Groups from Chatham Kent and across Southwestern Ontario gathered on Thursday to build an event “that cannot be ignored.”
The Chatham-Kent Health Coalition, along with the Ontario Health Coalition, gathered on Thursday for a press conference in Chatham.
“Public health services save lives, prevent illness and injury, keep people out of hospitals,” stated Shirley Roebuck, who is a retired emergency department nurse and co-chair of the Chatham-Kent Health Coalition, in a press release.
“No one, whether they are Liberal or Conservative or NDP, ever voted to see our local Public Health Unit closed down and our local ambulance service closed down and sent down the highway to London. We need to stand together and insist that the government hear our call to stop these closures and save these vital local health care services.”
The Health Coalition’s goal is to save the local Public Health Units and ambulance services from closure and protect their local governance.
The groups are also advocating to stop funding cuts to public health, local hospitals and long-term care homes.
Under the banner ‘Save the Services that Save Us’ the group is calling on the provincial government to halt their plans to close 25 out of 35 local Public Health Units and merge them down to 10; close 49 of 59 local ambulance/paramedic services and close 12 of 22 local ambulance/paramedic dispatch centres and merge them down to 10; eliminate two sets of funding for long-term care that result in a $34 million dollar cut to these services; and cut real-dollar funding for hospitals and long-term care.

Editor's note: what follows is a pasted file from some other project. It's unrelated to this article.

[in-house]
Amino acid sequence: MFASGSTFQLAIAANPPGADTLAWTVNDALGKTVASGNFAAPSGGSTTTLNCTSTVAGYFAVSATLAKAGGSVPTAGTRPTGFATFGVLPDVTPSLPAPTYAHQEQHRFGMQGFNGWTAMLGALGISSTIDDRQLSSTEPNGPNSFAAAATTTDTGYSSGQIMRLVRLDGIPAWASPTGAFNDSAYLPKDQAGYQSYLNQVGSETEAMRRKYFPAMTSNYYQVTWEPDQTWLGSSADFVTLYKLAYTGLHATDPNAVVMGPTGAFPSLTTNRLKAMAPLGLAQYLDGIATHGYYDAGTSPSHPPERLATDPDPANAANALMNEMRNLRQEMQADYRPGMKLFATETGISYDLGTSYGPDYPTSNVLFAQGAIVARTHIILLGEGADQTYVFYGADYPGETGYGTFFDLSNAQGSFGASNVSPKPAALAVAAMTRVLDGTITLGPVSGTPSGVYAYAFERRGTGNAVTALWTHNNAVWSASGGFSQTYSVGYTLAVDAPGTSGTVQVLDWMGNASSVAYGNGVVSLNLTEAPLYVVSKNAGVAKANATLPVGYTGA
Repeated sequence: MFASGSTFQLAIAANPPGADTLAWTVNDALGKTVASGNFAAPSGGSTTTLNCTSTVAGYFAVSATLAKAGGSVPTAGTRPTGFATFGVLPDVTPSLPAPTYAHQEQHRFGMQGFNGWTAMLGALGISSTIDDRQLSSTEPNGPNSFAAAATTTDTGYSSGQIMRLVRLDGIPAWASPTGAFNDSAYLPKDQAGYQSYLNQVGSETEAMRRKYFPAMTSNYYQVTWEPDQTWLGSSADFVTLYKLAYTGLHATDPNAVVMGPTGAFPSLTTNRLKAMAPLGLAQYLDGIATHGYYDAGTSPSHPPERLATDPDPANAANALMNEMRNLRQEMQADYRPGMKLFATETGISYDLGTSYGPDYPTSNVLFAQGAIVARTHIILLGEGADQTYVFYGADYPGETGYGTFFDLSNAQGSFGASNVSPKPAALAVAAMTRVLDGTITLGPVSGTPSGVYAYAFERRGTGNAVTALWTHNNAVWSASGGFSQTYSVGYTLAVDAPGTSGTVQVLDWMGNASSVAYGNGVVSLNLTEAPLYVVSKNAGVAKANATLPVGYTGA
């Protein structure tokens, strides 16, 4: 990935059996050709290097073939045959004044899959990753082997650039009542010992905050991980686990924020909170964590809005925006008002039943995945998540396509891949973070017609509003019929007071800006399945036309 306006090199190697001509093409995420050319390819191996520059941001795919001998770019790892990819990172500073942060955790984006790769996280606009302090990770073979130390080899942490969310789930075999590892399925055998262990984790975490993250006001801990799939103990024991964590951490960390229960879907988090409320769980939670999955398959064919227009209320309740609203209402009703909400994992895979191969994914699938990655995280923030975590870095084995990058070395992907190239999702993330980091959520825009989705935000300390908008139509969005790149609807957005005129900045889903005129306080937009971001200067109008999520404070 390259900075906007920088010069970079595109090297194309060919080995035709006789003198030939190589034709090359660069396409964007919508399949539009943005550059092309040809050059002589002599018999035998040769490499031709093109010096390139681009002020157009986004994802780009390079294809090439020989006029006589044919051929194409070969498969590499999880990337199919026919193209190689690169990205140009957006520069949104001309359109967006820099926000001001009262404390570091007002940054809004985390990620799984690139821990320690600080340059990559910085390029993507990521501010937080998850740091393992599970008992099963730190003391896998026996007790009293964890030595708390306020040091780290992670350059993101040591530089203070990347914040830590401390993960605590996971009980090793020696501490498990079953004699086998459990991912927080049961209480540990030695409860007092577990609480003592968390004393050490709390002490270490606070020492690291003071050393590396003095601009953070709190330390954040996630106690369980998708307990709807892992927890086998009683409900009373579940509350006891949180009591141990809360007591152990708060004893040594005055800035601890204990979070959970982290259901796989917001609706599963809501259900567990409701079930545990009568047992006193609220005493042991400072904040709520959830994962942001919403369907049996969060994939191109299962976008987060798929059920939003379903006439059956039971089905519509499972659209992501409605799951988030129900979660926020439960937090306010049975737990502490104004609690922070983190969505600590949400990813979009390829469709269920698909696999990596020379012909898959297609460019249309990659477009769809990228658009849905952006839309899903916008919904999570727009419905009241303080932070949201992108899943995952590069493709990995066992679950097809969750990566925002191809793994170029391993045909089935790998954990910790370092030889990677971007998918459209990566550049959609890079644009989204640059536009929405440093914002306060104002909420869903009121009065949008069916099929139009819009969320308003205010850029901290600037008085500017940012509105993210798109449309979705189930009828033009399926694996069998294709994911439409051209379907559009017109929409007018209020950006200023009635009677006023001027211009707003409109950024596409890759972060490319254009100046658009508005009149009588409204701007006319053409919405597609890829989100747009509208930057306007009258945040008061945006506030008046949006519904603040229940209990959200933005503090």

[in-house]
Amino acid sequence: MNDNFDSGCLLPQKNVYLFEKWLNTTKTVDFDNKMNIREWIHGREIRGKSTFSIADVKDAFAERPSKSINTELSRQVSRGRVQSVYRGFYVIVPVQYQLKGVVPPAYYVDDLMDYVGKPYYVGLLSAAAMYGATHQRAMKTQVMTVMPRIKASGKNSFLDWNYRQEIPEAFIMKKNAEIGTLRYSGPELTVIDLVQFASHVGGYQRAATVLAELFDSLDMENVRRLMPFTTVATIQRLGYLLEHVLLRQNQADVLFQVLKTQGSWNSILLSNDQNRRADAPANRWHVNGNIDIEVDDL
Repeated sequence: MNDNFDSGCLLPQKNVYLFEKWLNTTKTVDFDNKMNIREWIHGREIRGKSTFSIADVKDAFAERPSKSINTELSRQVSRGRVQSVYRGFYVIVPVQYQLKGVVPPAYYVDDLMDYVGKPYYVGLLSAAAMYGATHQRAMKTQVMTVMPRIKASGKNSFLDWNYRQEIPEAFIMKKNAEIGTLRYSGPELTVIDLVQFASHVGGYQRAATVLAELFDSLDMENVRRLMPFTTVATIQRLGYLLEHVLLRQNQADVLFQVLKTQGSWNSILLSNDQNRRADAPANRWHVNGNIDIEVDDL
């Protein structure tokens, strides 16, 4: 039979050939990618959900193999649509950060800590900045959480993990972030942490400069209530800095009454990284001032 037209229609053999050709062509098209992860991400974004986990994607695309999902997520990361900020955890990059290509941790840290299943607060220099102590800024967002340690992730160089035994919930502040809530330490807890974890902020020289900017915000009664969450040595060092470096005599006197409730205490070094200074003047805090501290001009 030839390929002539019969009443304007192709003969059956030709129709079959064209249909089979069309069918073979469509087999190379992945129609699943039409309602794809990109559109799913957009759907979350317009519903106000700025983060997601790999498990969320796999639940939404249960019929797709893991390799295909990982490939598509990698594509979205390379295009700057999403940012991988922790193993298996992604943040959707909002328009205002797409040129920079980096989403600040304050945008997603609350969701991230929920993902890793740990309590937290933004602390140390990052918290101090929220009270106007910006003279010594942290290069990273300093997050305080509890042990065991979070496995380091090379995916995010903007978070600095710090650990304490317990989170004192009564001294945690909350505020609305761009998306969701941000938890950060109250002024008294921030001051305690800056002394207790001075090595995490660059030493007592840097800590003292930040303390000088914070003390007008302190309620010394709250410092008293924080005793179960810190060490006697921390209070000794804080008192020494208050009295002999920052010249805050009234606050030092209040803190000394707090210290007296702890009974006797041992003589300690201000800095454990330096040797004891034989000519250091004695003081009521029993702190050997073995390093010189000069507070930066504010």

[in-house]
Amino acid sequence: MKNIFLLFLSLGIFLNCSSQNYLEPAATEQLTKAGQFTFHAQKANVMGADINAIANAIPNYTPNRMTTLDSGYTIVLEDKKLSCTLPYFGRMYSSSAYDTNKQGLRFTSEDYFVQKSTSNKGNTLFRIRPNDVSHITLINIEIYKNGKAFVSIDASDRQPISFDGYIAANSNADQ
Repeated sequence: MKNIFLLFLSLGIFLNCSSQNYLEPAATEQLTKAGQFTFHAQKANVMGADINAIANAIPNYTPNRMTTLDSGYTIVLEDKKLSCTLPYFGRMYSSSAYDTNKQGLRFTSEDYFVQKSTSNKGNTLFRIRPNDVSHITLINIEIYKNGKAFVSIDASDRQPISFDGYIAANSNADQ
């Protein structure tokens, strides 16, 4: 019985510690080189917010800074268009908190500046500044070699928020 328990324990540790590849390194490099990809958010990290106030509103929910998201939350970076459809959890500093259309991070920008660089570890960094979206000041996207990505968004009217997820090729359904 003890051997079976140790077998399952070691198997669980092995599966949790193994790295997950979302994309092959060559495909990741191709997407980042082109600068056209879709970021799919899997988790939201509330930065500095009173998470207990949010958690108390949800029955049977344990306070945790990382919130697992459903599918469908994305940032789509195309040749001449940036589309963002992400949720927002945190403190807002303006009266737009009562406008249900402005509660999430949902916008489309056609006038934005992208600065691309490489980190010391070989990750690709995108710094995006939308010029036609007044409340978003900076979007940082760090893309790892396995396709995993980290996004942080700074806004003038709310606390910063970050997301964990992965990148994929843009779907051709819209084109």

The groups are planning a major event, filling the John D. Bradley Convention Centre in Chatham on Saturday November 2 at 11 a.m.
There will be music and speakers, hotdogs, hot chocolate and snacks.
The goal is to show a huge outpouring of support to save our local health care services and stop the cuts and closures, Health Coalition officials stated.
“There is no evidence to support the closure of local ambulance and dispatch services, nor the cuts to hospitals and long-term care,” stated Natalie Mehra, executive director of the Ontario Health Coalition, in a media release.
“Experience from other provinces is that this type of restructuring leads to longer waits, problems finding patients, and will likely take millions of dollars away from care.”
Mehra added: “We can win and save these services. There is virtually no support for the proposed cuts and closures anywhere. Already the Ford government is hearing the deep concerns of communities and is starting to roll back some of the cuts. If regular people from across the counties and in Chatham join in we can make a difference here, we are confident about that.”
The Coalition is asking for volunteers and donations for the November 2 event.
It will open a volunteer office downtown in Chatham and will ask people to take flyers door-to-door and into their workplaces and community groups.
People can volunteer by phoning Shirley Roebuck, co chair of the Chatham-Kent Health Coalition or by messaging her on Facebook at the Chatham-Kent Health Coalition page.